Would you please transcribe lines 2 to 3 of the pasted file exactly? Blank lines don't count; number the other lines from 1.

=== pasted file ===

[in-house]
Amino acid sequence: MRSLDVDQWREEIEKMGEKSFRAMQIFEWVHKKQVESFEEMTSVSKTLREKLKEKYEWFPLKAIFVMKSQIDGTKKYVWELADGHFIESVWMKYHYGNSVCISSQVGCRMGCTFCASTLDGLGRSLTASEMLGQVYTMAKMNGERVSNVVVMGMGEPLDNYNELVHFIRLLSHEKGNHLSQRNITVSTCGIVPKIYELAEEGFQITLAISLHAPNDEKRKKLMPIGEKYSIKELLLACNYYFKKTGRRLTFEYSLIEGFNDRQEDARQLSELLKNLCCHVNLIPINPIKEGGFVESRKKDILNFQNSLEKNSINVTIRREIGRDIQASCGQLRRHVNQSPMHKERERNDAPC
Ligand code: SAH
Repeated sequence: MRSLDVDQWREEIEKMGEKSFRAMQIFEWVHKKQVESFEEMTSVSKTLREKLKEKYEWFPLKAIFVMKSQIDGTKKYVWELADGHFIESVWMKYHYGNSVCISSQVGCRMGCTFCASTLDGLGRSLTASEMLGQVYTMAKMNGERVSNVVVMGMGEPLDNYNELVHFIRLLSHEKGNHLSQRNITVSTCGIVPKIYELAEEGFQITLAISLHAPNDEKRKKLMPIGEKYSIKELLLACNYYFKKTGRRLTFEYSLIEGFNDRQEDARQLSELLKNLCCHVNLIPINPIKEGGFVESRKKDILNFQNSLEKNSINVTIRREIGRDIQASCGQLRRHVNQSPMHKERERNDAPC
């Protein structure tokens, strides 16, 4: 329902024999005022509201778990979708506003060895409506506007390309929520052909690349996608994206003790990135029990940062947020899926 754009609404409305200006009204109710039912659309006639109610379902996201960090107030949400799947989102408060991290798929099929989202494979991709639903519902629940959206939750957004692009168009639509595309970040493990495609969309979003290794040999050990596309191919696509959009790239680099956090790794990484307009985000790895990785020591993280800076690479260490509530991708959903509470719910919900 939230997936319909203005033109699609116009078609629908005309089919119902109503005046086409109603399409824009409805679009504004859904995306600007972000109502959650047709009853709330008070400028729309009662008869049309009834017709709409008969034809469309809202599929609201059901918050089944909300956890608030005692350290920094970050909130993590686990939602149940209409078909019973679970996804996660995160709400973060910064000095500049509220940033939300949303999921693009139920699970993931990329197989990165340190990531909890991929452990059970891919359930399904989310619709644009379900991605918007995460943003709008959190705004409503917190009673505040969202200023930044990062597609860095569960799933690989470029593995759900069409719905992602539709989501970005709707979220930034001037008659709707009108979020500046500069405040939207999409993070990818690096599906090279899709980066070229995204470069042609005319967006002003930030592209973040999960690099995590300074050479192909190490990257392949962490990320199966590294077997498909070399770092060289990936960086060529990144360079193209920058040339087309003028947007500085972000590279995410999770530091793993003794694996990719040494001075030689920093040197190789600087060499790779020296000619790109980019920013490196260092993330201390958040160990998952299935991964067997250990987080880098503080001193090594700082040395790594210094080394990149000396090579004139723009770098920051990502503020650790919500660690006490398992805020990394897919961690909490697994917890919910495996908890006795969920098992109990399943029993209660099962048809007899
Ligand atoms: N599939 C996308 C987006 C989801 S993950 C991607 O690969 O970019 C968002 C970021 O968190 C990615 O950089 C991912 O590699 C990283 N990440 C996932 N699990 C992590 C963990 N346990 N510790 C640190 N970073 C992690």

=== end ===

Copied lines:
Amino acid sequence: MRSLDVDQWREEIEKMGEKSFRAMQIFEWVHKKQVESFEEMTSVSKTLREKLKEKYEWFPLKAIFVMKSQIDGTKKYVWELADGHFIESVWMKYHYGNSVCISSQVGCRMGCTFCASTLDGLGRSLTASEMLGQVYTMAKMNGERVSNVVVMGMGEPLDNYNELVHFIRLLSHEKGNHLSQRNITVSTCGIVPKIYELAEEGFQITLAISLHAPNDEKRKKLMPIGEKYSIKELLLACNYYFKKTGRRLTFEYSLIEGFNDRQEDARQLSELLKNLCCHVNLIPINPIKEGGFVESRKKDILNFQNSLEKNSINVTIRREIGRDIQASCGQLRRHVNQSPMHKERERNDAPC
Ligand code: SAH